This book is much more than a critique of Lawrence and other writers. It is a fascinating analysis of the history of poetry and, in turn, the nature of song. In addition, it is a Marxist take on the economics of culture, the role played by art and literature in human society, and the nature of the bourgeoisie. Caudwell moves seamlessly from the specific to the universal, strengthening his argument with each sentence placed on the page. After reading this collection, I was left with a desire to read more works by Caudwell and a newfound understanding of the English poets Milton and Pope.

We live in an ugly time. The forces of reaction conspire with capital to subjugate all of humanity in the name of freedom. Their task is monumental, but so is their effort. Just as they control the means of production, so do they control the means of creating culture. The sophistication required by Caudwell to make his argument regarding the nature and role of culture in capitalist society is barely needed in this period of decay. The nature of art is that it both reflects and encourages that decay in a manner insidious and otherwise. Most are none the wiser. The product being sold as culture leaves much to be desired. So, indeed, does the civilization from which it is derived.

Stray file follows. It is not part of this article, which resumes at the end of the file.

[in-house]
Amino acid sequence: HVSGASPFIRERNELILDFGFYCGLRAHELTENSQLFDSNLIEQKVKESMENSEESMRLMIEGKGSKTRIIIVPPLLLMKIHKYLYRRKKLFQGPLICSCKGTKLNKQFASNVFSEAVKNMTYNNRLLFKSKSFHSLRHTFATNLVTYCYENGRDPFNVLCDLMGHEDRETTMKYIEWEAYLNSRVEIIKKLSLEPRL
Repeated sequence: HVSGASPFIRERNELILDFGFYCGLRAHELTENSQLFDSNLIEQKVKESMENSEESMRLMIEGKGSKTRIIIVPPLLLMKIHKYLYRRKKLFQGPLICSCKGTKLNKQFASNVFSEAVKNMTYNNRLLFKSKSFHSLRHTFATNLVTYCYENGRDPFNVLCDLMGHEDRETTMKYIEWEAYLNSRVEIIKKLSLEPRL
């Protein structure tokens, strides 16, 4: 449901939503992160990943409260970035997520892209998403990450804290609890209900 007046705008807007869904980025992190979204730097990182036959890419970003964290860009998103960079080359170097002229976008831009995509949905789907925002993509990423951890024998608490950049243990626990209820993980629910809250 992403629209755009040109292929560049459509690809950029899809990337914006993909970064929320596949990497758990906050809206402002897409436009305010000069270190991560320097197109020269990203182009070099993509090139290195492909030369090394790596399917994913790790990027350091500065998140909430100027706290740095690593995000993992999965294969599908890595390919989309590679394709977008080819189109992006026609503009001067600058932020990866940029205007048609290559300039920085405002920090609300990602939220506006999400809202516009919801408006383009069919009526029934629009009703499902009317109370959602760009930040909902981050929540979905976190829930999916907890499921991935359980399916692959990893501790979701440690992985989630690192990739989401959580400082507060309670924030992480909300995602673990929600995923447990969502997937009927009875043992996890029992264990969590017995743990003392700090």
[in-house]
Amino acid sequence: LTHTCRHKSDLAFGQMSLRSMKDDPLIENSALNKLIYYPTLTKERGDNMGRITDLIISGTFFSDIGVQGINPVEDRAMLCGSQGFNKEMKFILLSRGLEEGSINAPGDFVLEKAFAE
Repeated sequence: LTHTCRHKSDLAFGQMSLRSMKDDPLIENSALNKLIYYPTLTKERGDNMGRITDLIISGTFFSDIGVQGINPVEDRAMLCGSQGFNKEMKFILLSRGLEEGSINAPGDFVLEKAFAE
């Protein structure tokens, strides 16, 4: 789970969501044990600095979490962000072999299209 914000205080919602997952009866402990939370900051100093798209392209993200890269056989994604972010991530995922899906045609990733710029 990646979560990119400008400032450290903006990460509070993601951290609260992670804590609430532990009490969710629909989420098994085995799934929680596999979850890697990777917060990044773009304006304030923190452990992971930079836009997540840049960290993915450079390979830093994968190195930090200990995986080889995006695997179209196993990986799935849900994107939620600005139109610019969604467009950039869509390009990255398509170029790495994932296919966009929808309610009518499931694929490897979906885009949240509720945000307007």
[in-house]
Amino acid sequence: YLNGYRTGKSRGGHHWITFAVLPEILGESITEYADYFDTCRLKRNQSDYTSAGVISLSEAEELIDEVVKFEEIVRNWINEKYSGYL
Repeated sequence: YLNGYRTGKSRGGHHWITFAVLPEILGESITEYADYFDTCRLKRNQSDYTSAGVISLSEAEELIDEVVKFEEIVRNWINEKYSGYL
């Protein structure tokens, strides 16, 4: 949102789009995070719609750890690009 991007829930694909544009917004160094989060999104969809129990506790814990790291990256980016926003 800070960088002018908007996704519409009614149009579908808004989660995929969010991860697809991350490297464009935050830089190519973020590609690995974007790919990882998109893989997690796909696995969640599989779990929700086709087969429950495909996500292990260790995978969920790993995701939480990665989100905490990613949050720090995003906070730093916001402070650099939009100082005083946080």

More articles by:

Ron Jacobs is the author of Daydream Sunset: Sixties Counterculture in the Seventies published by CounterPunch Books. His latest offering is a pamphlet titled Capitalism: Is the Problem.  He lives in Vermont. He can be reached at: ronj1955@gmail.com.

May 26, 2020
Melvin Goodman
Trump Administration and the Washington Post: Picking Fights Together